... According to Allport, during childhood, parents play an important socializing role in forming children's attitudes and values. However by adolescence, peers have been found to play an increasingly important role in the child's social world, including a greater influence on adolescent's racial attitudes (Larson & Bradney, 1988;Ritchey & Fishbein, 2001;Verkuyten, 2002). In fact, Hoover and Fishbein (1999) argue that social environmental factors (i.e., socio-cultural contexts or socialization experiences) may be more influential in fine-tuning adolescent's prejudice than children's prejudice. ...
Article
There is a limited theoretical and empirical literature on the role of friendship quality and interracial contact on adolescent racial prejudice development. To address this gap, the present study examined the relationship between these factors amongst an Australian sample of 89 school-aged adolescent friendship dyads and 80 university-aged adolescent friendship dyads. All participants were administered questionnaires measuring prejudice towards Asian and Arab Australians, friendship quality and interracial contact. Overall, the results revealed that all adolescents reported significantly higher levels of subtle prejudice than blatant prejudice. As predicted, university-aged adolescents reported significantly lower levels of both subtle and blatant prejudice towards Asian and Arab Australians than school-aged adolescents. Importantly, adolescents who had contact with Asian (outgroup) friends reported significantly lower levels of subtle and blatant prejudice towards Asian Australians than adolescents with no Asian friends. Interestingly, friendship quality was not found to moderate the similarity of prejudice levels within friendship dyads. Together, these findings indicate that in developing subtle prejudice-reduction programs research should focus on increasing interracial cooperative contact, particularly amongst school-aged adolescents.
... Numerous studies have indicated the importance of friends in people's lives. Friends have been found to be a primary source of joy, intimacy, support, and meaning of life (Fehr, 2004;Klinger, 1977;Larson & Bradney, 1988; see also Fehr, 1996 for a review). Along with romantic and family relationships, friendships were identified as one's closest, deepest, most involved, and most intimate relationship (Berscheid, Snyder, & Omoto, 1989). ...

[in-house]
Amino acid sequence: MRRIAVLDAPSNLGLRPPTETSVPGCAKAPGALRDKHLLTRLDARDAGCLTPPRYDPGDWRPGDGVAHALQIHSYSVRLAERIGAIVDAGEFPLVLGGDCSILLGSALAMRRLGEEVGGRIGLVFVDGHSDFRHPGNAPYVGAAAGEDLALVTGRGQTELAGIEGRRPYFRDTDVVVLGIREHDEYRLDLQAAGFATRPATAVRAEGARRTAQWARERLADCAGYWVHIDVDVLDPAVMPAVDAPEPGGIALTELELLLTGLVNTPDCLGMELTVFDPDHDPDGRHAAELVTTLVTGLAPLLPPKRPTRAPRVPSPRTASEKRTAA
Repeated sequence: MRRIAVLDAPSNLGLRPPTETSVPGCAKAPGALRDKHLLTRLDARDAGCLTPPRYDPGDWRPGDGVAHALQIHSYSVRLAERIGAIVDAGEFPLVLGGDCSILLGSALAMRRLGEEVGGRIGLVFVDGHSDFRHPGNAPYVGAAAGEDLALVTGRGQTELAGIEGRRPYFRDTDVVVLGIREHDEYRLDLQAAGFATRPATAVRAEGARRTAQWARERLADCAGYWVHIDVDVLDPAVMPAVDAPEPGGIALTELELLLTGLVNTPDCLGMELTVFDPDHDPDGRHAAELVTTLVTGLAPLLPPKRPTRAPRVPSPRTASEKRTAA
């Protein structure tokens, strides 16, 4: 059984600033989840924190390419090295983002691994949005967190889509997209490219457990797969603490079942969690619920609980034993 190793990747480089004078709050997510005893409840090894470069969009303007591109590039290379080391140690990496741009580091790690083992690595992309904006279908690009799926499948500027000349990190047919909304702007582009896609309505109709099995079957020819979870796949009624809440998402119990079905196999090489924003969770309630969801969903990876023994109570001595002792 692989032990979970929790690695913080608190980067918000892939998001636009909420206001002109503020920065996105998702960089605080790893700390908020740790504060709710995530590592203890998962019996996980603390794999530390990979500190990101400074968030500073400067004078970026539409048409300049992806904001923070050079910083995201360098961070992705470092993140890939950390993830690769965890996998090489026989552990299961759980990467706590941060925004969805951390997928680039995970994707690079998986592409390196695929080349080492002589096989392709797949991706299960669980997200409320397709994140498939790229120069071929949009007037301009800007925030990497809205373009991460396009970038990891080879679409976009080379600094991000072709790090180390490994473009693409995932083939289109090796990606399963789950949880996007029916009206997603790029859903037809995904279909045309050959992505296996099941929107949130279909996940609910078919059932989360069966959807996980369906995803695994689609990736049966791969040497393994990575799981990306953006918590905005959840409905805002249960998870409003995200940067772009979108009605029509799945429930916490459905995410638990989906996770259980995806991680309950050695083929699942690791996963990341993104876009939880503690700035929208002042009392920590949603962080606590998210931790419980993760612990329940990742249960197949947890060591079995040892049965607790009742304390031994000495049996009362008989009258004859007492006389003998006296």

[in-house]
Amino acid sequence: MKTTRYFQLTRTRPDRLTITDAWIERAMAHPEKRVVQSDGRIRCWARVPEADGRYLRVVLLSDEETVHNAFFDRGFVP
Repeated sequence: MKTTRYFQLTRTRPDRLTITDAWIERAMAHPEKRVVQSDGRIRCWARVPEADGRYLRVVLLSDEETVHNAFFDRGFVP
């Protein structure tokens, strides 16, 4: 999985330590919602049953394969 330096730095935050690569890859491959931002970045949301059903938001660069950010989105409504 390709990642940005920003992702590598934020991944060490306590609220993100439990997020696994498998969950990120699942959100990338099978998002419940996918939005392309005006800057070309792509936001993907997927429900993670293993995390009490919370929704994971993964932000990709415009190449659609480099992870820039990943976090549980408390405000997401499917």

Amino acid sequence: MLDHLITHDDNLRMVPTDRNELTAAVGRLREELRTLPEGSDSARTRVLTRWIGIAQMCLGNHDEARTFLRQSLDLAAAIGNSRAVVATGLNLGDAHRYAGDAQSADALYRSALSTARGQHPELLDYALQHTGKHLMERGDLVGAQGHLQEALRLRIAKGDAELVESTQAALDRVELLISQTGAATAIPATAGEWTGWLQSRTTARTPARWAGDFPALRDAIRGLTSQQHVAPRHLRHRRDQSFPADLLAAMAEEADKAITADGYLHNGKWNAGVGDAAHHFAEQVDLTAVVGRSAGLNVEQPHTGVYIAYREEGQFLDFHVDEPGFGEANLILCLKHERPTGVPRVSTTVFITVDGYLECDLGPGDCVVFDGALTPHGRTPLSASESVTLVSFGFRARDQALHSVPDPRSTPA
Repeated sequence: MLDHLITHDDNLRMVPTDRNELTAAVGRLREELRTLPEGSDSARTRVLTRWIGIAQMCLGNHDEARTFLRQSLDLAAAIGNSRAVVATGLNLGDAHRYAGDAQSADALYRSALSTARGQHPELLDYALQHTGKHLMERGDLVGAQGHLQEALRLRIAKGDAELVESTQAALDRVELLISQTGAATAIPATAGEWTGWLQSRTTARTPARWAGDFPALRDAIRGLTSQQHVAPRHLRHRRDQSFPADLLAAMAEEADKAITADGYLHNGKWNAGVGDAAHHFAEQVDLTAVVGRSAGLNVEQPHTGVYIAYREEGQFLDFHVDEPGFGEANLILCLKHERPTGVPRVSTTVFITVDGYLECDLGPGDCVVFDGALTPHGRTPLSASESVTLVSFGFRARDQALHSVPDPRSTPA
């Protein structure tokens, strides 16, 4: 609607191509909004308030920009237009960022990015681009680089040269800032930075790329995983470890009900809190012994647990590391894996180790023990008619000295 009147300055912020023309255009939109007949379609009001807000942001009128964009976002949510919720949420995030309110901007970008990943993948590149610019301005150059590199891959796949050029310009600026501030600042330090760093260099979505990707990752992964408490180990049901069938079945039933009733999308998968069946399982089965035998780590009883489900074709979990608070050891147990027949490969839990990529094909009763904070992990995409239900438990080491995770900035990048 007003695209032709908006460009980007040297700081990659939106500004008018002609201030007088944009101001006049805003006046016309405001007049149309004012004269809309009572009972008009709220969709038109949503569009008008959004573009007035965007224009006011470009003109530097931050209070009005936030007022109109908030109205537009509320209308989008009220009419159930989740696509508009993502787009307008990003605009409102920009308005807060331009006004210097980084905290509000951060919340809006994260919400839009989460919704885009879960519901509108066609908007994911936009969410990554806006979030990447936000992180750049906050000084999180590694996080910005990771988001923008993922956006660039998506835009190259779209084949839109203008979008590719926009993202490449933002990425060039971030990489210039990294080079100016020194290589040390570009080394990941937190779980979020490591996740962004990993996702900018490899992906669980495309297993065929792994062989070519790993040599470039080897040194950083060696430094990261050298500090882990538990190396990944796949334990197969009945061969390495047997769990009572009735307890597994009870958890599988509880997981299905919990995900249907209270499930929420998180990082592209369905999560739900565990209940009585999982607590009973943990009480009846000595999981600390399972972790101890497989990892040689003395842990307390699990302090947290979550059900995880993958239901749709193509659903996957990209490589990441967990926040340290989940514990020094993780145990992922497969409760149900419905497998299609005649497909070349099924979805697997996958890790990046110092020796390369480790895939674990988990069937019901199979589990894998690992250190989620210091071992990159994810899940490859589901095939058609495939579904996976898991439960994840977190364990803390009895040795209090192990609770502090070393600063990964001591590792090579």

... Self-expansion theory suggests that novel activities-such as having a highly disclosing conversation with another couple-create strong positive affect, which becomes associated with one's partner through positive reinforcement, in turn leading to greater feelings of closeness toward one's partner. The first link in this proposed meeting another couple→positive affect→relationship closeness chain of associations is suggested in series of two daily experience sampling studies conducted by Larson and colleagues ( Larson & Bradney, 1988;Larson, Mannell, & Zuzanek, 1986). In these studies, participants reported their highest levels of positive affect when they were engaging in activities with their spouses and friends together, compared to activities alone, with spouse only or with friends only. ...
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Article
This study investigated how friendships between couples form and implications for within-couple process. Sixty couples were randomly assigned to 1 of 2 conditions where they engaged in a 45-min interaction with another couple. In 1 condition, couples carried out self-disclosure tasks; in the other, couples engaged in nonemotional small talk. Compared to the small-talk condition, those in the high-disclosure condition felt closer to the couples they interacted with and were more likely to meet up with them again during the following month. Further, couples in the high-disclosure condition felt closer to their own partners. Actor–partner interdependence model analyses showed these effects to be mediated by increases in positive affect. Implications for studying the interplay of social networks and romantic relationships are discussed.
... Notwithstanding modern reproductive technology, virtually all of us today, and certainly our pre-20th century ancestors, owe our existence to a man and a woman having gotten together. Apropos of the amount of time we spend with others , Reed Larson and his associates (see Larson & Bradney, 1988) had 179 presumably normal teenagers and adults carry electronic pagers with them whereever they went for a week. Once during every two hours of their waking day, Larson beeped these individuals, asking them to indicate what they were doing and who, if anyone, was with them. ...
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Article
This article examines the place of relationships in our daily lives and in the field of psychology. The first section of the article offers reasons why relationships are central for humans. Next, the place of relationships in the history, institutional aspects, and subfields of psychology is presented. Then a paradox about relationships is presented: They are both among the most positive, uplifting of life's experiences and yet they can also be among life's darkest aspects. Despite the negative aspects of relationships, most people are very happy in their intimate relations. The paper ends with possible explanations for why satisfaction may be so high. (PsycINFO Database Record (c) 2012 APA, all rights reserved)